I’m not buying that they do. There’s too much of that “old” GM think still at work down at the RenCen, or should I say “mold” GM think. There are too many people still functioning down there as if it was business as usual, even though top executives - including new chairman Ed Whitacre - insist that things have changed for the better and that the “bad” GM just doesn’t exist anymore. But the right-sounding pronouncements emanating from the RenCen at the drop of a hat are just so much lip service at this point, and I need evidence to the contrary that more than just a few get it.
Because it will take an all-consuming passion of total commitment – a relentless want to, if you will – on the part of the entire organization, something that currently only appears sporadically and only in some quarters of the division.
It will take a clear understanding of who they are and a clear vision as to where they want to go (an idea that perhaps sounds a bit too simplistic, that is until you’ve been inside some of these organizations and realize how difficult it is to get everyone on the same page and pulling in the same direction).
It will take a focused consistency in their design and engineering regimens and particularly in their product execution. What does that mean? If Cadillac is to be Cadillac again, the people toiling in it need to understand that the division’s recent resurrection to respectability is only that, respectability. It’s not a ticket to “the club” yet. Yes, the CTS-V is an incredibly outstanding machine, but it shouldn’t be the culmination of where Cadillac wants to be, because it’s just the beginning. Every single new Cadillac must bristle with the kind of creativity and executional excellence that’s evident in the CTS-V if the division is to attain real greatness.
If Cadillac wants to get back – all the way back – to the reputation it once enjoyed and thrived upon then it has to put its stake in the ground and understand that the raison d’etre that once propelled it to greatness, that brand image that was seared in the consciousness of consumers for decades has to not only be renewed, it must be embellished and enhanced for this new age.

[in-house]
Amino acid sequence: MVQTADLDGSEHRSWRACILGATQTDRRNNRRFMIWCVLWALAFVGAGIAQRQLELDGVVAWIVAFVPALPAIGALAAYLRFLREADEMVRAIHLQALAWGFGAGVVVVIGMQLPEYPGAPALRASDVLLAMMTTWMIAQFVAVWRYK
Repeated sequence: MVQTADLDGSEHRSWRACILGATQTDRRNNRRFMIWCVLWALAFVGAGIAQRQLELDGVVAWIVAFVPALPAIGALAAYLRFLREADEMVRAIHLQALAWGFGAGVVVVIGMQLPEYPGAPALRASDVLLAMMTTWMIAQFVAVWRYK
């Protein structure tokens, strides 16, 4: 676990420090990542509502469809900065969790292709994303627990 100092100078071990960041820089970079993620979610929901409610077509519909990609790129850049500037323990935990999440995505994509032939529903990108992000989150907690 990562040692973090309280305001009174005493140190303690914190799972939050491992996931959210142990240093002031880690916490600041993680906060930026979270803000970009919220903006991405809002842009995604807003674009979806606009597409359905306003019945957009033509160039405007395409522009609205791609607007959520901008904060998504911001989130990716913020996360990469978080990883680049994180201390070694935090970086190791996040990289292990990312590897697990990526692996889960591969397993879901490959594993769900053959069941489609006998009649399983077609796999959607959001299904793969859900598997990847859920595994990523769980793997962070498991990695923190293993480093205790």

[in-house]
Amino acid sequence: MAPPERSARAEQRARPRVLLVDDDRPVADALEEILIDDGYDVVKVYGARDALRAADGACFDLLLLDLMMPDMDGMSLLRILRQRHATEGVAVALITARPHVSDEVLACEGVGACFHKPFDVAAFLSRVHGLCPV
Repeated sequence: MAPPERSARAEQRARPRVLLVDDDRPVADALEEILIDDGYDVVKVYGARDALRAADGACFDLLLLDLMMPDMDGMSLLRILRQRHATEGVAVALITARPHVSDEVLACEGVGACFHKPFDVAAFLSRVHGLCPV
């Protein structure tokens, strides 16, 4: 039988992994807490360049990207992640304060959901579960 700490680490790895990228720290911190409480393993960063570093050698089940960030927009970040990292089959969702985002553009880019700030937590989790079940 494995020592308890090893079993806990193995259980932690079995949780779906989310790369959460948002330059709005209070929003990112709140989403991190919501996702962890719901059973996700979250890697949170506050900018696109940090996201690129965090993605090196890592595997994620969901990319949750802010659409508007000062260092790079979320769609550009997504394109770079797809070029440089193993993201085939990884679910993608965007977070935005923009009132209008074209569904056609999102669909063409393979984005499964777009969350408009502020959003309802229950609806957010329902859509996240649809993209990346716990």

Laughable? Not from where I sit. This isn’t a technology issue or a talent issue, because Cadillac has everything it needs to succeed as a luxury-performance automaker.
No, it’s a want to issue.
If the organization revolves its existence around its famously historic advertising theme it will be forced to not only live up to it on a daily basis, but merely competing with its competitors all of a sudden becomes completely unacceptable. Cadillac will be forced to will themselves to greatness, to soar beyond their competition and occupy a plateau all their own.
In short, Cadillac needs to become “The Standard of the World” once again.
It would demand an all-consuming passion and uncompromising commitment to being the absolute best there is in the business, and the few True Believers left at Cadillac (and at GM) who understand the importance of the mission and want to do the right thing will have to push the organization the rest of the way.
Bob Lutz has his marketing troops hard at work crafting a new advertising strategy for Cadillac that is expected to carry the brand for its next round of new product introductions and beyond.
But whether or not they get it remains to be seen, because if they’re working with anything less than “The Standard of the World” for Cadillac’s advertising theme, then they – and the entire organization – will come up short.
Thanks for listening.
See another live episode of "Autoline After Hours" hosted by Autoline Detroit's John McElroy, with Peter De Lorenzo and friends this Thursday evening, September 10, at 7:00PM EDT at www.autolinedetroit.tv. Subscribe via iTunes:
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See another live episode of "Autoline After Hours" hosted by Autoline Detroit's John McElroy, with Peter De Lorenzo and friends this Thursday evening, September 10, at 7:00PM EDT at www.autolinedetroit.tv.
Subscribe via iTunes: